Maps of Eastern United States Earthquakes from 1972-2012

Julia Irizarry :: Spring 2011

East US Earthquake Map

Undergraduate geology major, Julia Irizarry, worked to write a script in the Linux/Unix shell scripting language, Bash that visualizes earthquake epicenters in the Eastern United States. The script produces a poster-sized map with two inlaid maps the Eastern US earthquake epicenters. The map includes all recorded earthquakes > M0 from the Advanced National Seismic System catalog from 1972-2012. The 2011 M5.8 Virginia Earthquake is highlighted with a gold star on the map. The maps make excellent teaching tools, or nice wall art! Learn more...

Near-Surface Geophysical Characterization of an Alluvial Aquifer

Bevin Bailey :: 2010-2011

GPR Image

Bevin Bailey, an undergraduate geology major, used near-surface geophysical data to characterize the subsurface geology of the floodplain along the south fork of the New River in Boone, NC. She collected, processed, and integrated data from Ground Penetrating Radar (GPR) and Direct Current (DC) electrical resistivity to image the subsurface in three-dimensions. Bevin's work also involved assessing the effectiveness of each technique based on a comparison of the geophysical data to borehole data. The results were presented at the 2010 annual meeting of American Geophysical Union in San Francisco, CA. Bevin is now working on her Master's degree at the University of Kansas with the geophysics research group. Learn more...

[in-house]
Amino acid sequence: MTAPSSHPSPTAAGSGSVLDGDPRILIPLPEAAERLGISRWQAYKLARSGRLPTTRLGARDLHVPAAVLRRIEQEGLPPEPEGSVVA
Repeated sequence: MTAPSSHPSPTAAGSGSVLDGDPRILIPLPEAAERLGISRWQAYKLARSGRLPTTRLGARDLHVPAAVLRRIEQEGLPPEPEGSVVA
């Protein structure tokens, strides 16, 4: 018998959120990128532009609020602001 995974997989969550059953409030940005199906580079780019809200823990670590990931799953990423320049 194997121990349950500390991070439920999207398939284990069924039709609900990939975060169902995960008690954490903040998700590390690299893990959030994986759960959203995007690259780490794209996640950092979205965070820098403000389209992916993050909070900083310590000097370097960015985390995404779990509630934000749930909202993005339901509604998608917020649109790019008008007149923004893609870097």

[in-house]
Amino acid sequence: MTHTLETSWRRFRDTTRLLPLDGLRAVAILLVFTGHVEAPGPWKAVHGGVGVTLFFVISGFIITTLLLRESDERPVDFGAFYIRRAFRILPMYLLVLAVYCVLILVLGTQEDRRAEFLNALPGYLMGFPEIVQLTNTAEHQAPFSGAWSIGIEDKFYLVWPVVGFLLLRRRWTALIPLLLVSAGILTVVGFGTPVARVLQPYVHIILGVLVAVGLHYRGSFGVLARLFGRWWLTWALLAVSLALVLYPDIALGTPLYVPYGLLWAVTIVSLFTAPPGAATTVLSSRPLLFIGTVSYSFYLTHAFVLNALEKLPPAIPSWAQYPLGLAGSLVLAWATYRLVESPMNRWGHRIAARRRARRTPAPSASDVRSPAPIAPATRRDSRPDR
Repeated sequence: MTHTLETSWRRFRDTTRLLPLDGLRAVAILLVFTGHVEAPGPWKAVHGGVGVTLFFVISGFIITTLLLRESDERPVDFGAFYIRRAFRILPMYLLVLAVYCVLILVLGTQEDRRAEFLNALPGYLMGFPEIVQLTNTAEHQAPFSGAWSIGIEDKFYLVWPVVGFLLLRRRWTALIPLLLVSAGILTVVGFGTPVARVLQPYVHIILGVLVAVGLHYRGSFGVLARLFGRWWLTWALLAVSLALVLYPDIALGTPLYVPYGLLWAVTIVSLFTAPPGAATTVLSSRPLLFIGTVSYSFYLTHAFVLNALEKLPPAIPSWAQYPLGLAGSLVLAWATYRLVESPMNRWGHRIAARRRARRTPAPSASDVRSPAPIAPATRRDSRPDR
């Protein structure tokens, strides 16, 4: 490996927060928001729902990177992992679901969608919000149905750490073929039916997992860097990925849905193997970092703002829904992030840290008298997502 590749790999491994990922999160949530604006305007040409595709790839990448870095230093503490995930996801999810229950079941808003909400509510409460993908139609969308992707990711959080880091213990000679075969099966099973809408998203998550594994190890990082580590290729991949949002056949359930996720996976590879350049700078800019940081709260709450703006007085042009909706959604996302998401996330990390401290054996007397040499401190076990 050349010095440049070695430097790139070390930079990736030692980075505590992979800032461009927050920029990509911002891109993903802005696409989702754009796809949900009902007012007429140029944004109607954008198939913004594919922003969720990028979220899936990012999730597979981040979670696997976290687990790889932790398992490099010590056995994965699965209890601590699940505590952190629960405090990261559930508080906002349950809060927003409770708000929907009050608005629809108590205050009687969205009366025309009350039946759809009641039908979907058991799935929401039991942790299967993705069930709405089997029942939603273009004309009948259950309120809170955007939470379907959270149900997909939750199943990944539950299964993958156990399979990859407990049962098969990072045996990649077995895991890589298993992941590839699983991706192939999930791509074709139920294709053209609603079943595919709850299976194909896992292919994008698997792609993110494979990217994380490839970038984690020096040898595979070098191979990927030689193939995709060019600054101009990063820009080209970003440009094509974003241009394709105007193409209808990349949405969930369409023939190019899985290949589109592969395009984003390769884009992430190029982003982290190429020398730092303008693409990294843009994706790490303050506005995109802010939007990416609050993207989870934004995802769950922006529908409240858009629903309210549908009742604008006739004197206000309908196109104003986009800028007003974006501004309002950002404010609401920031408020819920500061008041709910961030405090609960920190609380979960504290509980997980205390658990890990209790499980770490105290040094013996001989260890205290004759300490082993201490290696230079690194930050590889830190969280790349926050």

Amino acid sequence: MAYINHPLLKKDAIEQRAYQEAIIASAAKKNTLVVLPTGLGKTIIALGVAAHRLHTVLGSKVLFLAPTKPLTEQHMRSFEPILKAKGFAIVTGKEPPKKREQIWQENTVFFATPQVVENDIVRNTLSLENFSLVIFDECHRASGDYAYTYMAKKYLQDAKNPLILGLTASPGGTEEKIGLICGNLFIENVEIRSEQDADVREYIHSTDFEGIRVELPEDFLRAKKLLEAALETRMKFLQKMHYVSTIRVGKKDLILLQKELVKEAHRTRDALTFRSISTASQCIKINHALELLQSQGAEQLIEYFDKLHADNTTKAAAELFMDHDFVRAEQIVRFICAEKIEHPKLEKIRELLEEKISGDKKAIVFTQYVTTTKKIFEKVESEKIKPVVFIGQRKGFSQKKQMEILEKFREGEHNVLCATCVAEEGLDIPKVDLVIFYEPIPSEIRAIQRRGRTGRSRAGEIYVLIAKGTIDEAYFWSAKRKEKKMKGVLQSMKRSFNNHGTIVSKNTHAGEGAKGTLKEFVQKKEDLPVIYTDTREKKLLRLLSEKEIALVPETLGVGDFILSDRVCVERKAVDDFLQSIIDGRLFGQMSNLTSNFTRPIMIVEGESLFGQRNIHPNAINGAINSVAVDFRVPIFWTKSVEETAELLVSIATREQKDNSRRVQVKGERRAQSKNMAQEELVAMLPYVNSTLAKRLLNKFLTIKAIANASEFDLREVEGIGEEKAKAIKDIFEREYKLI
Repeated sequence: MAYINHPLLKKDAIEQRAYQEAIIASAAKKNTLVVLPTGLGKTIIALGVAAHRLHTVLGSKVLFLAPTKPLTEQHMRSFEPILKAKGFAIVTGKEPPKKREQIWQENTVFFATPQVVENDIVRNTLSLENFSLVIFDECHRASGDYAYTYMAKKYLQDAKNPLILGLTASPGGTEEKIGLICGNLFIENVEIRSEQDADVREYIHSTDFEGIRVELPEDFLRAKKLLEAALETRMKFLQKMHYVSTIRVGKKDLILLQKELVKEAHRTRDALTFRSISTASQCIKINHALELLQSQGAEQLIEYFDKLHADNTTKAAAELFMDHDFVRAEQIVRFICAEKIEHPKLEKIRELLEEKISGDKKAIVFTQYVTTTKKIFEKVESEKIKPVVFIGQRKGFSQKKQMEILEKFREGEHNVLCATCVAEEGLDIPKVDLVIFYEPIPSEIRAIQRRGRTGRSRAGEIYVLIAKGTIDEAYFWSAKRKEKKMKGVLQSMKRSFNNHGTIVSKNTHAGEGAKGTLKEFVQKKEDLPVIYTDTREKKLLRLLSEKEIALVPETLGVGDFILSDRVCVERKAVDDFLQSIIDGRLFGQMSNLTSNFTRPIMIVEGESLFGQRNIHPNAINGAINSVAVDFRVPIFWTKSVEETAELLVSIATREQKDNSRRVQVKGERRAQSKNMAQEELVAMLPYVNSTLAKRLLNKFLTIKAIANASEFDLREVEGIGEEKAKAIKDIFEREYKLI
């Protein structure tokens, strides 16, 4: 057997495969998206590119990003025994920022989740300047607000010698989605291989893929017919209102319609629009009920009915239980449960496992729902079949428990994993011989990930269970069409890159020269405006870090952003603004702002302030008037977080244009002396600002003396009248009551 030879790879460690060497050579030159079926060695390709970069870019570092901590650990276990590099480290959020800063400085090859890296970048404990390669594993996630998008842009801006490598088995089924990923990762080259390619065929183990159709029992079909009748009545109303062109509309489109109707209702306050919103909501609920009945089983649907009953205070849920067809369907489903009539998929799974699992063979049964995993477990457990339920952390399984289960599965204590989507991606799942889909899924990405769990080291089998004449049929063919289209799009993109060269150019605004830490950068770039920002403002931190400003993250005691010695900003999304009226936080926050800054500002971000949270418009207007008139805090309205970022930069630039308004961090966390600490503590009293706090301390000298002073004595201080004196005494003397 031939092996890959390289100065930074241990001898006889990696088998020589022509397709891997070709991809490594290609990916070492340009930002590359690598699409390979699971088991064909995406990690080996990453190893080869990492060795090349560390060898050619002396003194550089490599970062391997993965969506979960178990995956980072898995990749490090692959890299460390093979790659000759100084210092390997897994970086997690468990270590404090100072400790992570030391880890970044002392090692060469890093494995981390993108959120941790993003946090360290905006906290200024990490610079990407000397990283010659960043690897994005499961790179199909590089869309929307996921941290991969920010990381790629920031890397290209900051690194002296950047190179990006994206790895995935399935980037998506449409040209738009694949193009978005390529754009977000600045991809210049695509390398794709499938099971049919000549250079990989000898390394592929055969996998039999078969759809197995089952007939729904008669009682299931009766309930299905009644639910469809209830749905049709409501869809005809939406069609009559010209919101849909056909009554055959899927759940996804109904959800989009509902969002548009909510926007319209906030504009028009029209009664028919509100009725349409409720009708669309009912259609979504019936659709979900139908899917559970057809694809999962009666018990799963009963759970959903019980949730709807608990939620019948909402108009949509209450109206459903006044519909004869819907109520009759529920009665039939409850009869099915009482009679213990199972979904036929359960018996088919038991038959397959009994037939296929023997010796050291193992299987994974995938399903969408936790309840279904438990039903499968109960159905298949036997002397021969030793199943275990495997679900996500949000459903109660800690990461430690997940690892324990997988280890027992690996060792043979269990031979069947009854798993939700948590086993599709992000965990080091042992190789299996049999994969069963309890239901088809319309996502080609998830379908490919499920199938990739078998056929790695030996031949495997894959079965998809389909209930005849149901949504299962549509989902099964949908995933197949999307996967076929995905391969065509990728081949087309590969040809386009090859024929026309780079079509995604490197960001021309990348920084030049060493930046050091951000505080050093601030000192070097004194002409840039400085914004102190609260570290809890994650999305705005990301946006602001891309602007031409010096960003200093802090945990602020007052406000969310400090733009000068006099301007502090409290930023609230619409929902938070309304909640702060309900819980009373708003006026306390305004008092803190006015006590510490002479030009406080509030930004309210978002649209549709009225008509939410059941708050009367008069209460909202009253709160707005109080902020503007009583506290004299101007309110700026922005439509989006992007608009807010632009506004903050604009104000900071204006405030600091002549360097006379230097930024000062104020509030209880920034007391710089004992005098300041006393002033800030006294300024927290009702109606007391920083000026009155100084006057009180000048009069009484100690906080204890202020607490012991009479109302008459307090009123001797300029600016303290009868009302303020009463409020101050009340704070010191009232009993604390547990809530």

Mechanics and Seismic Potential of Corrugated Faults

Anna Morris :: 2009-2010

Slip Distribution on a Wavy Fault

Anna Morris, a graduate student in the department of physics, modeled the slip behavior and seismic potential of wavy fault surfaces. Faults are inherently non-planar geologic structures; however, most seismic hazard analyses utilize highly simplified fault geometries. To determine the effects of fault geometry on slip behavior and seismic potential Anna and I created a suite of numerical models of sinusoidally wavy fault surfaces. Anna completed her Master's degree in physics 2010 and is now working for Borg Warner in Asheville, NC. The results of this work were published in the Journal of Geophysical Research in March of 2012. Learn more...